Heat-acclimatization (induced in a natural environment) and acclimation (induced over a shorter period, often in a laboratory setting) result from repeated heat exposures that sufficiently increase body core temperature (Tc) and mean skin temperature and stimulate abundant sweating (38). In response, the body adapts through numerous physiological adjustments such as reductions in day-to-day exercise Tc, heart rate (HR), and mean skin temperature, an increase in sweating rate, an earlier onset of sweating with more dilute sweat, and an increase in plasma volume (32). In addition, decreases in morning baseline Tc have been observed after humid heat-acclimation (6). The induction of heat-acclimation during exercise is specific to the duration of exposure, environmental conditions, and intensity of exercise and can be attained in adults in 5-10 d through exercise in the heat exposures lasting 1-2 h each day (32).
Although both children and adults are able to acclimate to exercise in the heat, it has been reported that children acclimate at a slower rate (14) and attain a degree of acclimation that is somewhat lower (37) than adults. Only two studies (12,13) have investigated the responses of obese or overweight versus lean children to exercise in the heat, with both studies demonstrating no difference in heat tolerance (exercise time in the heat before a Tc of 39.4°C was reached). However, although all subjects in both studies underwent three exercise or heat-acclimation sessions before the heat tolerance trials, these data were not presented or discussed. Thus, neither the relative ability of obese versus lean children to acclimate to exercise in the heat nor a comparison of their rates of acclimation has been investigated.
In adults, exposure to summer heat confers some degree of natural acclimatization. During both passive heat stress and exercise in the heat, Tc and HR are lower, and sweating is more profuse and dilute in summer compared with winter months (38). Due to this natural acclimatization, full artificially induced heat-acclimation in a warm environment occurs more rapidly (10). A high degree of fitness also hastens the acclimation process (31). Children indigenous to tropical climates display high sweating rates and a heat tolerance similar to adults during exercise in the heat (28,29). However, for both obese and lean children residing in more temperate climates, the degree of natural acclimatization incurred during the summer months and its impact on subsequent acclimation-related changes when exposed to regular exercise in the heat exposures are unknown.
As exercise is frequently prescribed as a main combatant of the pediatric obesity pandemic and as a greater number of children become more physically active, especially outdoors during the warm summer months, ensuring their physical well-being during every exercise session is important. The degree of heat-acclimatization and/or acclimation during exercise is one factor that could affect a child's physical performance, subjective comfort, and/or physical well-being during exercise in the heat. The smaller body surface area/mass ratio and the increased subcutaneous fat deposits of an obese versus lean individual may contribute to a slower rate of metabolic heat loss (30) and possible differences in the heat-acclimatization and/or heat-acclimation responses during exercise. Understanding the heat-acclimatization and/or heat-acclimation similarities and/or differences during exercise between lean and obese children has implications for scheduling youth sports games and practices, etc. If obese children are less naturally heat-acclimatized and/or display a slower rate of heat-acclimation during exercise, this might suggest that obese children require additional exercise bouts in the heat to achieve a degree of acclimation similar to that of lean children.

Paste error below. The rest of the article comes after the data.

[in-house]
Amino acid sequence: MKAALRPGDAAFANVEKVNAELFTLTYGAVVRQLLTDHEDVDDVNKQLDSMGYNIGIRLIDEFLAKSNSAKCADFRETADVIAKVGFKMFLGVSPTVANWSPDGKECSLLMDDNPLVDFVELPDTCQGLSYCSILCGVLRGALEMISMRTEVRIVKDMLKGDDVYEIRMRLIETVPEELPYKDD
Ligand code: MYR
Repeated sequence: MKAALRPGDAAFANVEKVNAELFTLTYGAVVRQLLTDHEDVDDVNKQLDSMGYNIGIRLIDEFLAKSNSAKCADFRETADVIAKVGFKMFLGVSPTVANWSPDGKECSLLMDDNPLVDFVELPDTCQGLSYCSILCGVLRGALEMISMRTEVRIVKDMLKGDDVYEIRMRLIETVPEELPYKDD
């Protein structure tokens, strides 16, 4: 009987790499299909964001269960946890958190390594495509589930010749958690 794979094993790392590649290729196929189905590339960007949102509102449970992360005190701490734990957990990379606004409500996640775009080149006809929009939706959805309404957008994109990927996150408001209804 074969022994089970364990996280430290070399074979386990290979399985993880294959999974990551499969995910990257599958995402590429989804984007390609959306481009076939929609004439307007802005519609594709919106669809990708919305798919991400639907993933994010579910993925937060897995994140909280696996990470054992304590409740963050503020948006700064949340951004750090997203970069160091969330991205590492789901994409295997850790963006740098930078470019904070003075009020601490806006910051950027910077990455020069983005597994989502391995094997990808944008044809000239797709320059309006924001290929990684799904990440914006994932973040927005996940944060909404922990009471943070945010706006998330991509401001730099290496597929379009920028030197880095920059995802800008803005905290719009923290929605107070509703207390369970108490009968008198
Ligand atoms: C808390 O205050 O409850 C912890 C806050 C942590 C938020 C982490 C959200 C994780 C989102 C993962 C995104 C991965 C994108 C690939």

The purpose of this study was to determine the degree of initial natural acclimatization and subsequent artificially induced acclimation-related changes during repeated exercise in the heat bouts in seven lean and seven obese 9- to 12-yr-old boys during the warm summer months. It was hypothesized that obese children 1) would be less naturally acclimatized to the heat as shown by significantly higher baseline Tc and 2) would display a significantly slower time course for the classic markers of acclimation (e.g., day-to-day decreases in exercise Tc and HR, elevations in sweating rate) during repeated days of light-to-moderate intensity exercise in a warm, humid environment.
This study was approved by the Institutional Review Board of The Pennsylvania State University. Seven lean and seven obese 9- to 12-yr-old boys volunteered to participate in this study. Lean and obese were defined as ≤20% and ≥25% body fat, respectively (18), as measured by whole-body dual energy x-ray absorptiometry scan (model QDR 4500W; Hologic, Waltham, MA). Each subject and his parent or guardian were advised of all experimental procedures and associated risks before verbal assent was given by the child, and a written informed consent was provided by the parent or guardian. Subjects were recruited via flyers distributed to schools in the Central Pennsylvania region. All subjects were healthy, normotensive, and not taking any medications that could affect their cardiovascular or thermoregulatory responses. Preliminary screening included blood chemistry analysis (CHEM-24, complete blood count and lipid profile; Quest Diagnostics) and resting 12-lead electrocardiogram. During a maximal graded exercise test on a treadmill, subjects began at a self-selected speed to elicit an HR of ∼140-150 bpm at 0% grade, followed by an increase in slope of 2% until two of the following four criteria were met: 1) a plateau in oxygen uptake (V˙O2) defined as an increase of ≤2.0 mL·kg−1·min−1; 2) an HR>195 bpm; 3) a respiratory exchange ratio >1.0; or 4) subjective indicators of fatigue such as hyperpnea, facial flushing, unsteady gait, or refusal of the child to exercise further (11,23). Subjects completed a physical exam during which a clinician determined pubertal status according to the criteria of Tanner (35). Subject characteristics are presented in Table 1.